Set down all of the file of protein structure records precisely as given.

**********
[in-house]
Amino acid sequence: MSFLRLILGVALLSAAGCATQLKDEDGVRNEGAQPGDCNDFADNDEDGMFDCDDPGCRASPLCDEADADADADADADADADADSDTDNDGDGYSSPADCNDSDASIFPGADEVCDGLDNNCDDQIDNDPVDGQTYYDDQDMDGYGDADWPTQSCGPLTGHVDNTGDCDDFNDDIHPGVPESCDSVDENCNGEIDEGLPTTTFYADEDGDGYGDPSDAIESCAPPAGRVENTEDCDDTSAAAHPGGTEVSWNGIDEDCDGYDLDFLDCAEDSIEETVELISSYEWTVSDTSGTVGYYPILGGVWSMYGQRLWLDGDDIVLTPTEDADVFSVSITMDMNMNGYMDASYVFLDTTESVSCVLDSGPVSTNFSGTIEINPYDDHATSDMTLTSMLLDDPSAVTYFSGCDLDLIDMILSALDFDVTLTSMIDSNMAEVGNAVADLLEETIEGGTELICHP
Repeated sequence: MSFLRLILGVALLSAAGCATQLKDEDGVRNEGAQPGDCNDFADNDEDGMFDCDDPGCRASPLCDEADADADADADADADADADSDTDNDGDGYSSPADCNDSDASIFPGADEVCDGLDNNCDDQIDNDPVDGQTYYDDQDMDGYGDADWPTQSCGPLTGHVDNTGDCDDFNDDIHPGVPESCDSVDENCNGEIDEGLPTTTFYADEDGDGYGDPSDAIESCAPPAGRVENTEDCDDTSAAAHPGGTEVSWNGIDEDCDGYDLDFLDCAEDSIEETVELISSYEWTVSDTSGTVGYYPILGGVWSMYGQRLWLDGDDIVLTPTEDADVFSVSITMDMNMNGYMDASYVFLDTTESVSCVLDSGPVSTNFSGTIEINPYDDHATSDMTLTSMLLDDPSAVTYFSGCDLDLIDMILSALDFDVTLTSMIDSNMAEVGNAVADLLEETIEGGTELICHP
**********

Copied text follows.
[in-house]
Amino acid sequence: MSFLRLILGVALLSAAGCATQLKDEDGVRNEGAQPGDCNDFADNDEDGMFDCDDPGCRASPLCDEADADADADADADADADADSDTDNDGDGYSSPADCNDSDASIFPGADEVCDGLDNNCDDQIDNDPVDGQTYYDDQDMDGYGDADWPTQSCGPLTGHVDNTGDCDDFNDDIHPGVPESCDSVDENCNGEIDEGLPTTTFYADEDGDGYGDPSDAIESCAPPAGRVENTEDCDDTSAAAHPGGTEVSWNGIDEDCDGYDLDFLDCAEDSIEETVELISSYEWTVSDTSGTVGYYPILGGVWSMYGQRLWLDGDDIVLTPTEDADVFSVSITMDMNMNGYMDASYVFLDTTESVSCVLDSGPVSTNFSGTIEINPYDDHATSDMTLTSMLLDDPSAVTYFSGCDLDLIDMILSALDFDVTLTSMIDSNMAEVGNAVADLLEETIEGGTELICHP
Repeated sequence: MSFLRLILGVALLSAAGCATQLKDEDGVRNEGAQPGDCNDFADNDEDGMFDCDDPGCRASPLCDEADADADADADADADADADSDTDNDGDGYSSPADCNDSDASIFPGADEVCDGLDNNCDDQIDNDPVDGQTYYDDQDMDGYGDADWPTQSCGPLTGHVDNTGDCDDFNDDIHPGVPESCDSVDENCNGEIDEGLPTTTFYADEDGDGYGDPSDAIESCAPPAGRVENTEDCDDTSAAAHPGGTEVSWNGIDEDCDGYDLDFLDCAEDSIEETVELISSYEWTVSDTSGTVGYYPILGGVWSMYGQRLWLDGDDIVLTPTEDADVFSVSITMDMNMNGYMDASYVFLDTTESVSCVLDSGPVSTNFSGTIEINPYDDHATSDMTLTSMLLDDPSAVTYFSGCDLDLIDMILSALDFDVTLTSMIDSNMAEVGNAVADLLEETIEGGTELICHP